The secondary central conflict is rooted in her asshole-ishness: her nerdy outcast best-and-only friend (also portrayed by a lovely young woman) starts dating our heroine’s hunky brother, and this our heroine cannot abide! She is a flaming bitch to both throughout most of the film. Don’t you feel sorry for her? This is interspersed with occasional Breakfast Club self-exploratory soliloquies (as when her hunky brother reveals his life is also very hard, because he has to keep an eye on their emotionally troubled single mom, who by the way has a very, very good job, despite being an emotional wreck). Of course, she comes around to the worthy boy…after he invites her to a film festival where his incredibly professional animated “student” film unspools…and is about her!
How is this twaddle 93% Fresh? How is this a story that touches an average girl’s heart when the central character is a spoiled beautiful upper-middle-class brat?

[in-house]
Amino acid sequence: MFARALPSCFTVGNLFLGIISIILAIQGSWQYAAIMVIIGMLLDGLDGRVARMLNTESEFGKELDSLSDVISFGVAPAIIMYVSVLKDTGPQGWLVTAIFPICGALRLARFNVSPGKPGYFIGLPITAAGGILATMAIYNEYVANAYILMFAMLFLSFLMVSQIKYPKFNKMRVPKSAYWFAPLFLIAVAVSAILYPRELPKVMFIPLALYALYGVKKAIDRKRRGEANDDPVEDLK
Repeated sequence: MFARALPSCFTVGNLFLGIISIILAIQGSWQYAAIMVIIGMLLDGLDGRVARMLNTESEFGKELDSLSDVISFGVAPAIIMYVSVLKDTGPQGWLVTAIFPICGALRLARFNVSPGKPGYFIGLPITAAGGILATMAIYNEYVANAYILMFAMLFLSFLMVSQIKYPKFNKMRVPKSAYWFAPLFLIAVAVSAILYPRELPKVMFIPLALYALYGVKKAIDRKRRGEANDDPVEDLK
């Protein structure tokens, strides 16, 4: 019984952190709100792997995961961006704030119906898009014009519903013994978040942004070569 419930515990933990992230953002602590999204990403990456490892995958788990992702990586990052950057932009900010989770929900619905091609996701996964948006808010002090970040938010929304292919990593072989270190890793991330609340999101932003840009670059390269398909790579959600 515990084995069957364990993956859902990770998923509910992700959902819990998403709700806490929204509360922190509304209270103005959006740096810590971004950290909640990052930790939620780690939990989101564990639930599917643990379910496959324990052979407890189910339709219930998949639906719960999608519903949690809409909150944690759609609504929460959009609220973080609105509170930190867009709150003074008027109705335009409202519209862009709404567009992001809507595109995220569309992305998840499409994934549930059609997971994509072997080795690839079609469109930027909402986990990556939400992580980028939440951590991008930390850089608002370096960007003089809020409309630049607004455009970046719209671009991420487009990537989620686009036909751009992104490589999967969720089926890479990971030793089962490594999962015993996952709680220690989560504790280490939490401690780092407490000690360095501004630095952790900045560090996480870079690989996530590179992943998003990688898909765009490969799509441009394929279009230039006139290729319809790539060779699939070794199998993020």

The writer/director, Kelly Fremon Craig, does a professional job and some nice moments do happen, most with the Woody Harrelson teacher character. The producer is James L. Brooks, whose TV work (The Simpsons, Lou Grant) has often been stellar but whose movies (often acclaimed) have consistently missed me, and I include Broadcast News and Terms of Endearment.
So your mileage may vary.
This flurry of reviews lately – all positive last week, remember? – does not negate the fact that I genuinely dislike writing bad reviews. They are the easiest kind of thing to write, often filled with cheap shots (see above). For a long time I stopped writing them. I learned from my own indie movies just how hard the process is – that even making a bad movie is a tough, tough thing. I resigned from my movie column at Mystery Scene because of that. Then I wrote mostly good reviews at Asian Cult Cinema for several years.